# How to Work out Exchange Rates

Updated 13 June 2020

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## What Is an Exchange Rate?

An exchange rate is used to represent the price of two currencies against each other, for example, pounds to Euros or dollars to pounds. The dollar-pound exchange rate is used to determine how many dollars you will get for every pound that you spend.

When looking at exchange rates, there are two key terms to be aware of:

• Consumption Basket. When you hear this in relation to a country, it purports to the goods and services that are purchased or consumed by the average person in that country.

• Real Exchange Rate. This uses a nominal exchange rate and a ratio of prices for the shopping baskets of two countries. The real exchange rate will compare the prices of two consumption baskets in the relative currencies.

But what does this have to do with applying for jobs? Well, when you apply for certain graduate opportunities, you may be asked to sit a test that evaluates your skills in calculating exchange rates and currencies. Or you may be applying for a role that requires you to use these skills on a regular basis.

## How to Read Exchange Rates

Current exchange rates can be found in banks, Post Offices, Bureaux de Change and of course online markets. Exchange rates may vary depending on individual need: a traveller would be comparing travel exchange rates, whereas a business consultant might require forex trading platforms for real-time information.

When you obtain a currency exchange quote, it is always provided in pairs. This is because currency values are always relative to each other. The US dollar and Euro are the two most commonly quoted currencies, partly because each is a ‘reserve currency’, meaning that central banks can use that currency to pay off international debt.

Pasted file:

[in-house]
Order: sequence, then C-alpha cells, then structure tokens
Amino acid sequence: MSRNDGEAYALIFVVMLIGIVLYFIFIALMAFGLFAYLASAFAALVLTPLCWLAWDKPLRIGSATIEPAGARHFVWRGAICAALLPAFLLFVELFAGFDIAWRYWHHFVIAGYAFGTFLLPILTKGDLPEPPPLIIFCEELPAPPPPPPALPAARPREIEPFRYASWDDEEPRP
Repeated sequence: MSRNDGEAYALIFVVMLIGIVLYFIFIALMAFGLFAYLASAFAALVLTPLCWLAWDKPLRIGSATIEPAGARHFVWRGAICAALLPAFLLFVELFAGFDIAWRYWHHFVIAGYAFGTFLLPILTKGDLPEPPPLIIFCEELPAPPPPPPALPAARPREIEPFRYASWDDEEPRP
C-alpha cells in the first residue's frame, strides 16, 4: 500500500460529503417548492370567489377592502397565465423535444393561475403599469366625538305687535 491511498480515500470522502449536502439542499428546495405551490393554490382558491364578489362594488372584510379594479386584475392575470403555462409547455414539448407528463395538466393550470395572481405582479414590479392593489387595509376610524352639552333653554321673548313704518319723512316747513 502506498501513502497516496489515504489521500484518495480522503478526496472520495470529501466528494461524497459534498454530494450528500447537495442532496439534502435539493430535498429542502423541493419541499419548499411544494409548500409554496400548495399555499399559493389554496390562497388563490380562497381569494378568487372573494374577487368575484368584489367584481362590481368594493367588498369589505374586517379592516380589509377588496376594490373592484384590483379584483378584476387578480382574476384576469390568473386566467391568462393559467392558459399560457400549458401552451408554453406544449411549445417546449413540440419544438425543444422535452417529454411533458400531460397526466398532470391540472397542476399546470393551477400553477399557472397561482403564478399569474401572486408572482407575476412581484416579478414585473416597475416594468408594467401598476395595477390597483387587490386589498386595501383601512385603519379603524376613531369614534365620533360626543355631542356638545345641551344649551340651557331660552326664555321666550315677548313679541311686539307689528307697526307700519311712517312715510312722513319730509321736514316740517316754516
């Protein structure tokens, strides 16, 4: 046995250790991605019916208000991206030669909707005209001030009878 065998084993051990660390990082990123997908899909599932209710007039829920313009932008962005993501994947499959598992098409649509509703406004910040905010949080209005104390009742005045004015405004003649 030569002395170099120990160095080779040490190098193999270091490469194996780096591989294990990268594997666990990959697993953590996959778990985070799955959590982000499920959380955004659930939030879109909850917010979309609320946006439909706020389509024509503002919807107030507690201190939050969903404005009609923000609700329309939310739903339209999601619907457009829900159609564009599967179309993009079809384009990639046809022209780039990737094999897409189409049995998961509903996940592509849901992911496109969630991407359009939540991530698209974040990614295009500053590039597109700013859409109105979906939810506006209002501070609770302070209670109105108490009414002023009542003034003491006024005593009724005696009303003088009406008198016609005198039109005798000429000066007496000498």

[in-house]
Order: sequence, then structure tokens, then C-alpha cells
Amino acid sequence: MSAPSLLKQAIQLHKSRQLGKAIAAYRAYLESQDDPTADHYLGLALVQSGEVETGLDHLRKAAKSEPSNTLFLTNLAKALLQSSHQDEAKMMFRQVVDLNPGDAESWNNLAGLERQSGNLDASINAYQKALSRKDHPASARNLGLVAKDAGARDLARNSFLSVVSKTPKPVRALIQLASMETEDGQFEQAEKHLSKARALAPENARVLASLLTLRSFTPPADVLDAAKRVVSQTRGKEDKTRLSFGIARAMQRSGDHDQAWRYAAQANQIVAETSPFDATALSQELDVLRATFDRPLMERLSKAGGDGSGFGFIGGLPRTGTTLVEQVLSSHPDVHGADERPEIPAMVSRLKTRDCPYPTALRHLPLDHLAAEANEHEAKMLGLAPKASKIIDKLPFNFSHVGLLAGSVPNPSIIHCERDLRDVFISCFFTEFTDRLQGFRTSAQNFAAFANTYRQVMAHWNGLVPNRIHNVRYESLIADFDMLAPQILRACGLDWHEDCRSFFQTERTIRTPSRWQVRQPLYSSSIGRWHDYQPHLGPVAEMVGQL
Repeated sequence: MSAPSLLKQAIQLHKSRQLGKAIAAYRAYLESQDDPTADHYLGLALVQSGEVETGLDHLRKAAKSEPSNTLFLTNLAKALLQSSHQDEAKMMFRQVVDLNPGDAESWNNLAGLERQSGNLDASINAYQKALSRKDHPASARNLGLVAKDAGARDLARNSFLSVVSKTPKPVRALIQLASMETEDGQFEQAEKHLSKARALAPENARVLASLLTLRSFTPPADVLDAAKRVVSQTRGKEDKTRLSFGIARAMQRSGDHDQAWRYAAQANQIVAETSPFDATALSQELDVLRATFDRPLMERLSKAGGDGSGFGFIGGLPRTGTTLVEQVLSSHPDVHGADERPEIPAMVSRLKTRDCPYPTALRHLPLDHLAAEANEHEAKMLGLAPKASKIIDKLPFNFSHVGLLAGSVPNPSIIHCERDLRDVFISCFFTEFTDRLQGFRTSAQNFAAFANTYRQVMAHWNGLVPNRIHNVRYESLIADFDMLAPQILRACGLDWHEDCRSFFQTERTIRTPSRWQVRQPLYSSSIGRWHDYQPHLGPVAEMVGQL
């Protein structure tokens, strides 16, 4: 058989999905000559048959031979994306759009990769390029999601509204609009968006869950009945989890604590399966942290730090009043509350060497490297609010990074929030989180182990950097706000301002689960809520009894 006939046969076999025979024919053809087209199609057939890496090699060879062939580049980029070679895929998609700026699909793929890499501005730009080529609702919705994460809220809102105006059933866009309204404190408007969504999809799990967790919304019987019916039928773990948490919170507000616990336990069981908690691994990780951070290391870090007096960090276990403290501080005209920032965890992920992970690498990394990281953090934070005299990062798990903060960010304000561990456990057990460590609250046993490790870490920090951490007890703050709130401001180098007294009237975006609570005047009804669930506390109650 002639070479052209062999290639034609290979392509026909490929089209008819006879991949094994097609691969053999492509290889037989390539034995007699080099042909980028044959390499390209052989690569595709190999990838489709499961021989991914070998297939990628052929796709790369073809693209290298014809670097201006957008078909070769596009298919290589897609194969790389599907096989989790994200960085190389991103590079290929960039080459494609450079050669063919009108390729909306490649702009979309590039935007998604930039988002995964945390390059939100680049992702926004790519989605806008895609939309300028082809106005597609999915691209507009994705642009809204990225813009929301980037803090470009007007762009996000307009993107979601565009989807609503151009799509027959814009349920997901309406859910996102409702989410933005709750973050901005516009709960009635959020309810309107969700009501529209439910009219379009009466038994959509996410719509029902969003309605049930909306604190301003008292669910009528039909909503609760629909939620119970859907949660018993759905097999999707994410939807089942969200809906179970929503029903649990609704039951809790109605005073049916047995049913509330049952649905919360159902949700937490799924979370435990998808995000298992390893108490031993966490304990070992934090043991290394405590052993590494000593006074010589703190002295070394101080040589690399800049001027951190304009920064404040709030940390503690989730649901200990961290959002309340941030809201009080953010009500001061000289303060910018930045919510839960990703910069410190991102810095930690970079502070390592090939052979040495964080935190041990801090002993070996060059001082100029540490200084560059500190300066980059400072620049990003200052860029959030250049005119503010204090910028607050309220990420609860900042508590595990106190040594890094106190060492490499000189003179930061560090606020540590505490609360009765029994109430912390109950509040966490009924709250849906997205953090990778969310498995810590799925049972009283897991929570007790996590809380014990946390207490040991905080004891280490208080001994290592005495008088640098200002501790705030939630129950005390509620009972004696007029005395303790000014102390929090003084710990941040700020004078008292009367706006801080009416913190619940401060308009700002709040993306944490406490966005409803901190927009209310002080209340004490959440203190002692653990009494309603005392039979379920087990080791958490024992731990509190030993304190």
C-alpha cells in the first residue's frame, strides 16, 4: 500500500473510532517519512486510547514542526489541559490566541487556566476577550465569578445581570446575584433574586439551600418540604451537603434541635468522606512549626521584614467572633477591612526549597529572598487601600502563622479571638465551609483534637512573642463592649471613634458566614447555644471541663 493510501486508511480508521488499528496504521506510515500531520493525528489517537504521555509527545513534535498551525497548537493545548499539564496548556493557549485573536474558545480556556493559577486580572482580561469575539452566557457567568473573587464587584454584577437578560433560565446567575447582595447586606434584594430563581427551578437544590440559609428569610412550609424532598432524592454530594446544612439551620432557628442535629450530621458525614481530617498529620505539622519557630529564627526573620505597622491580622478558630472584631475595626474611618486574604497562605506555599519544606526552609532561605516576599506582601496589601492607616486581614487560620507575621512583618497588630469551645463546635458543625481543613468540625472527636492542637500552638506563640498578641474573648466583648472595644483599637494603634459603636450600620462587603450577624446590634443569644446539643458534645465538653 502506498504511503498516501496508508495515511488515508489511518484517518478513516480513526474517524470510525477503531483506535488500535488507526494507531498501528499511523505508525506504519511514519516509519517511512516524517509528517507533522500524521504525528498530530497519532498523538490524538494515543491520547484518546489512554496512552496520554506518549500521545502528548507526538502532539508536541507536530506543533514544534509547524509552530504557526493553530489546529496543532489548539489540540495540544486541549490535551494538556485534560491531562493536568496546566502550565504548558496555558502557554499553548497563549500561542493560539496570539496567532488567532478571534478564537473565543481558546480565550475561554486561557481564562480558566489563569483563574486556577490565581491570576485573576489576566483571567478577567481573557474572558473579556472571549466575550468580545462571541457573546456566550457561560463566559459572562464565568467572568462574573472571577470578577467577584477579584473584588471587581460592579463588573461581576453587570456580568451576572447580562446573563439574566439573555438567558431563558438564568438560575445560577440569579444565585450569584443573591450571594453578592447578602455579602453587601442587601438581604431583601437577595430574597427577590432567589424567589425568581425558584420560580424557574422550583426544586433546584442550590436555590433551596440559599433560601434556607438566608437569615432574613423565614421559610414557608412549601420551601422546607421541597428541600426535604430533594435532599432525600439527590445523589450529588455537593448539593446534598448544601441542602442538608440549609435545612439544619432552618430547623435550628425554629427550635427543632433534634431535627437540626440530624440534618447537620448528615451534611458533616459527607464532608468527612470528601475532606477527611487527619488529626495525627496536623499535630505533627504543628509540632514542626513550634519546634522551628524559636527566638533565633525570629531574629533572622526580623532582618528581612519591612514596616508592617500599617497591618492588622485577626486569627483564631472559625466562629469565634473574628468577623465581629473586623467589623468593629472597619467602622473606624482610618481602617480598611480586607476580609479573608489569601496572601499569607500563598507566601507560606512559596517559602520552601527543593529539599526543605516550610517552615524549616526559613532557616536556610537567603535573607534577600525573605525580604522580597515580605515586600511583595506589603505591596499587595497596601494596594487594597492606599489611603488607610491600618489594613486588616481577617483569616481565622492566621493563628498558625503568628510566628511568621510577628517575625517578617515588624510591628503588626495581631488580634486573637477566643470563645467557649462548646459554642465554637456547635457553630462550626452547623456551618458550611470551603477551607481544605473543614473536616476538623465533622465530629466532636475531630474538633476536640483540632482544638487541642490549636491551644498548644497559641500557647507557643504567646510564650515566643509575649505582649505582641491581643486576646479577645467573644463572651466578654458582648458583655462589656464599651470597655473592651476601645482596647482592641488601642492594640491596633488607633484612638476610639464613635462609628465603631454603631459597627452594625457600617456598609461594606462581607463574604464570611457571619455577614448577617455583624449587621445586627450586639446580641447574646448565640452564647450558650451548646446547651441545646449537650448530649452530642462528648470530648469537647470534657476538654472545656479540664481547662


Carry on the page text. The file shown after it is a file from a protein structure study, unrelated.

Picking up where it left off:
The first currency of any pair is referred to as the base currency. The second currency is the terms currency. Each currency pair will identify how much ‘terms’ currency you will need to purchase a single unit of ‘base’ currency.

## How to Calculate Exchange Rates

Knowing how to calculate exchange rates correctly means you’re less likely to be overcharged on travel money, among other things. The calculations are rarely complex, though they can be challenging if your numerical skills aren’t the best.

The majority of currencies are quoted directly against the US dollar. When you receive a ‘direct quote’ this will usually be for the amount of foreign currency that you will need to buy or sell one US dollar.

As an example, let’s say a company from the UK is billed by a supplier for US\$50,000.

It obtains a currency quotation, with the exchange rate for GBP to USD at 1.359.

Therefore, every pound will buy US\$1.359.

To work out how much this would cost, you would divide the amount that has to be paid in dollars (50,000) by the exchange rate, which is 1.359. The total amount that the business would have to pay in GBP would be (50,000/1.359) = £36,792 to their supplier.

## Online Tools You Can Use to Calculate Exchange Rates

To avoid human error, you can use a range of free tools to work out exchange rates.

Some of the best free tools include XE, Oanda and x-rates.

Note that these sites give you the actual exchange rate. A bank (and especially an airport bureau) will offer you a much less favourable rate, as they take a percentage on each exchange.

## Tips on Getting The Best Exchange Rates

When comparing exchange rates, it is always good practice to work out the mark-up being added by the operator, which you can do by comparing the exchange rate that you are being offered with a general exchange rate that you can find through Google search.

Purchase your currency in advance, and research online who is offering the best price. Buying currency from the first place you find should be avoided, as should exchange bureaux at airports.

Be aware of double exchange rates, particularly if a shop or restaurant offers to convert the price back into your home currency. Where this happens, they will choose their own rate and it will always work out more expensive.

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